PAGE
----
Knaus: The EU can and will always have economic relations with states like Russia, Egypt, or China, and cooperate on foreign policy where there are common interests. But the Council of Europe is about fundamental values, not economic relations. According to its statutes, it is a club of democracies that remember their human rights obligations. Why are we allowing this institution to be destroyed by authoritarian countries exerting illegitimate influence there? Little Azerbaijan is doing it, as the recent affair of some in the CDU shows. We have to protect our institutions, show that we take their rules seriously. Otherwise we show that we are ready to sell our souls.
WELT: What do you think should happen with Nord Stream 2? This often criticised project defended by Germany is the prime example of the separation of the economy and human rights.
Knaus: Months ago, I pleaded with members of the Bundestag to use the pipeline to put pressure on Russia in consultation with neighbours like Poland or the Baltic states. For example, to say that the almost completed pipeline will only be finished if Moscow is prepared to join the EU in pressing for new elections in Belarus. But perhaps it is already too late for that. However, the idea of simply continuing to build the pipeline in view of the Kremlin’s actions in Belarus and now in Ukraine, as if nothing had happened, is another fatal signal from Berlin.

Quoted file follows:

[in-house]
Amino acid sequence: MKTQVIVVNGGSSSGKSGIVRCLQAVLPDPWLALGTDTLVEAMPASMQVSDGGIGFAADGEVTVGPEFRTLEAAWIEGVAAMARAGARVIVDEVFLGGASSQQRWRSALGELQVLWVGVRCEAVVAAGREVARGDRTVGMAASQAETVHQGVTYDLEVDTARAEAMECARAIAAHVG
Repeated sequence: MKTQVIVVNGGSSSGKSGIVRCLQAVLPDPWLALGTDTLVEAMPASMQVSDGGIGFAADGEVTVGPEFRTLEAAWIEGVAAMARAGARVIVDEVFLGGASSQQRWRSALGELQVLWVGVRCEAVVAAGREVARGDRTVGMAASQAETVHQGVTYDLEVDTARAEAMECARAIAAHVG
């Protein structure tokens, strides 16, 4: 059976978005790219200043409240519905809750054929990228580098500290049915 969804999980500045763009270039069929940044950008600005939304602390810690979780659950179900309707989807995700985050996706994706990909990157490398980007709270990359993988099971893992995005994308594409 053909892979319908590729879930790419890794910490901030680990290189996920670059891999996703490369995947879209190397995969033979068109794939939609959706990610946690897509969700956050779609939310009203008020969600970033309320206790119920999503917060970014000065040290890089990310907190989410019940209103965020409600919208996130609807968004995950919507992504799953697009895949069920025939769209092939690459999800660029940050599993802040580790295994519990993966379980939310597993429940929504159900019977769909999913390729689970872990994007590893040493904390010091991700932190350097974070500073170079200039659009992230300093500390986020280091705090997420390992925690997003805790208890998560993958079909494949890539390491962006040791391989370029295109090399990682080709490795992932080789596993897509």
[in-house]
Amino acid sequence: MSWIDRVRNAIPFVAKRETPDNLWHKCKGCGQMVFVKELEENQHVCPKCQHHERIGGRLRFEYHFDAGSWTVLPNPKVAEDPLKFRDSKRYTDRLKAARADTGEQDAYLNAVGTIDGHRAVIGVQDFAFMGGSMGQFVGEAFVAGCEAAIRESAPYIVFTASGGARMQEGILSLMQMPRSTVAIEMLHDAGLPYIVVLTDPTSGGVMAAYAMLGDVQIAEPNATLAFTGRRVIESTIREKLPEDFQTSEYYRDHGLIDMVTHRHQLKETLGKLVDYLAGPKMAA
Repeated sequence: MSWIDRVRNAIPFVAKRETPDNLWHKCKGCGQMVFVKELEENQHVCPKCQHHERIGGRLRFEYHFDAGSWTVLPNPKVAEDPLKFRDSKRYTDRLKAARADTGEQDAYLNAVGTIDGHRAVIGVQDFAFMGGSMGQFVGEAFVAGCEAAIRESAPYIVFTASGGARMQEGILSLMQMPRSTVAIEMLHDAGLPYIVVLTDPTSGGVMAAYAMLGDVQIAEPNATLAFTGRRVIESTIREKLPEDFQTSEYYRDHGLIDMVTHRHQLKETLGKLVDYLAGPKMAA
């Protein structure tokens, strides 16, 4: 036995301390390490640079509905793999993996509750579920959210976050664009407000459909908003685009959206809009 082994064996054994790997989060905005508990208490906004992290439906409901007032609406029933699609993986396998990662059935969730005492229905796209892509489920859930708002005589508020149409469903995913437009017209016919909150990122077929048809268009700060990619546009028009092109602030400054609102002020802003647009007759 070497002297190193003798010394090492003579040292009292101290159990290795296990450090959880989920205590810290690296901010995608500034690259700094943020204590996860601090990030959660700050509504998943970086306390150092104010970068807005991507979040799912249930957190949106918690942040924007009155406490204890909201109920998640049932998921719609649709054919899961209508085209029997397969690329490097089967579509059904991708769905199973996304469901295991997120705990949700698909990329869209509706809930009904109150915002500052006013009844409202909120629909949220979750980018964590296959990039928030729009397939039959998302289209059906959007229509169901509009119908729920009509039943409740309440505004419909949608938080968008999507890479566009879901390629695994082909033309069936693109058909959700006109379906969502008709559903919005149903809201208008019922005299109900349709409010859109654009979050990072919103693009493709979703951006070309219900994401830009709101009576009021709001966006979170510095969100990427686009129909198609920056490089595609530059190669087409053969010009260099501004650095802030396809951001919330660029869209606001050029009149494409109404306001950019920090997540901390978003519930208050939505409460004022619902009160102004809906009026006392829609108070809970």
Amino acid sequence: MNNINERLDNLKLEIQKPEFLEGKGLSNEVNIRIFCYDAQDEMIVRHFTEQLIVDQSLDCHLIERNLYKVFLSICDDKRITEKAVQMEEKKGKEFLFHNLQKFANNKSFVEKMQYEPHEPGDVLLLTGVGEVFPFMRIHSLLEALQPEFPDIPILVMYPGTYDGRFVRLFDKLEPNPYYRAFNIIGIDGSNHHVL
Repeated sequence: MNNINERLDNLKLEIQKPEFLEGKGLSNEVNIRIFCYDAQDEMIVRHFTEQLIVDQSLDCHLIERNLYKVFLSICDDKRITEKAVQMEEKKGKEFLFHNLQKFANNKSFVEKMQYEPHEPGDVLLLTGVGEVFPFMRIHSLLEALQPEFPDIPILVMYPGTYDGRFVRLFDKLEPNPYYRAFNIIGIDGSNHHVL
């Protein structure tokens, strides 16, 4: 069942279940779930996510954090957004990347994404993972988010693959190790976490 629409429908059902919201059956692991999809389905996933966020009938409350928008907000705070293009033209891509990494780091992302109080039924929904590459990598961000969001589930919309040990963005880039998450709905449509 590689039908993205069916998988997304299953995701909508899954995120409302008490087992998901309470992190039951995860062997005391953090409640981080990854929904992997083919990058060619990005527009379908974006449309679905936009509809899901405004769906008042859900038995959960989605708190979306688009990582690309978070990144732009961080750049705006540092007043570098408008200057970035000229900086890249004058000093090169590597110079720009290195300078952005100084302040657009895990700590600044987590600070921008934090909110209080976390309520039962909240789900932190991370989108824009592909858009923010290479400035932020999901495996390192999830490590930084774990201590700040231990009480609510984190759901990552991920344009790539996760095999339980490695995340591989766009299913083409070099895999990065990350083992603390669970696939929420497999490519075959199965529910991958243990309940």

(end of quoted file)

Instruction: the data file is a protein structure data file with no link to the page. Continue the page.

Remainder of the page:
WELT: Russia keeps complaining that they want to build the common European home from Lisbon to Vladivostok, only the Europeans are opposed to it. How credible are such accusations?
Knaus: Of course Russia is a European country. Italy under Mussolini, Spain under Franco were also European but they would not have been admitted to the Council of Europe. There are states in Europe today that suspend human rights, the rights of minorities, the political opposition, the right to demonstrate. In the 1950s, however, there was no question of fascist Spain or the GDR joining the Council of Europe. It was known that elections in a democracy could not be equated with elections in the Soviet Union. Today, Russia in particular is trying to blur these differences. A strong Council of Europe with its court would stand in the way. Even the Soviet Union could join today’s Council of Europe.
WELT: What needs to happen for relations between Russia and Europe to improve?
Gerald Knaus: The first prerequisite is that Russia renounces foreign policy aggression. To this end, we must never give up the hope that great dissidents like Andrei Sakharov had even in the Soviet Union: that their country too will one day respect the values of the 1950 Human Rights Convention. For this to happen, however, we must protect the Convention now.
I was invited to speak about my book “What borders do we need?”, available in German at www.grenzen.eu. A humane migration and asylum policy is possible!
We need to leave behind metaphors from hydraulics in our thinking about borders and migration. The sooner we do this, the sooner will we get to a solution-oriented debate. The distinction between regular and irregular migration, and between humane and inhumane borders, is central to this.